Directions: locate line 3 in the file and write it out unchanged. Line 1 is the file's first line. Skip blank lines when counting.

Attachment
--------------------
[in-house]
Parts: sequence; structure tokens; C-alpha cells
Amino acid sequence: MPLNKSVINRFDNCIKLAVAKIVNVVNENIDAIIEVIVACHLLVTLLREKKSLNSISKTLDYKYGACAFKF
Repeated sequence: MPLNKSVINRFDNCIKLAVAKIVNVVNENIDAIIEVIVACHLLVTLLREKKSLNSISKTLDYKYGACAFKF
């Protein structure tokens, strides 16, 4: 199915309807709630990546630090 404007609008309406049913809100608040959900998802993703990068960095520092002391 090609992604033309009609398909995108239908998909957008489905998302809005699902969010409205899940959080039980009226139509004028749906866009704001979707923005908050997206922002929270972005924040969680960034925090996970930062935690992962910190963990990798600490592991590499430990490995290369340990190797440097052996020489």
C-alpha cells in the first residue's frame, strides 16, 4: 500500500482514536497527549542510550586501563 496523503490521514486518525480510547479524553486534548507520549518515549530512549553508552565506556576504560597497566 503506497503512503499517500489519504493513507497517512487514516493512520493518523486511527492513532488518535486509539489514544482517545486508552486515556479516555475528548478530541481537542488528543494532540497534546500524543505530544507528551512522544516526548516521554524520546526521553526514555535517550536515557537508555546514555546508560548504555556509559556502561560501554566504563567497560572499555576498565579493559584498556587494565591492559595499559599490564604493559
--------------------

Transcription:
Amino acid sequence: MPLNKSVINRFDNCIKLAVAKIVNVVNENIDAIIEVIVACHLLVTLLREKKSLNSISKTLDYKYGACAFKF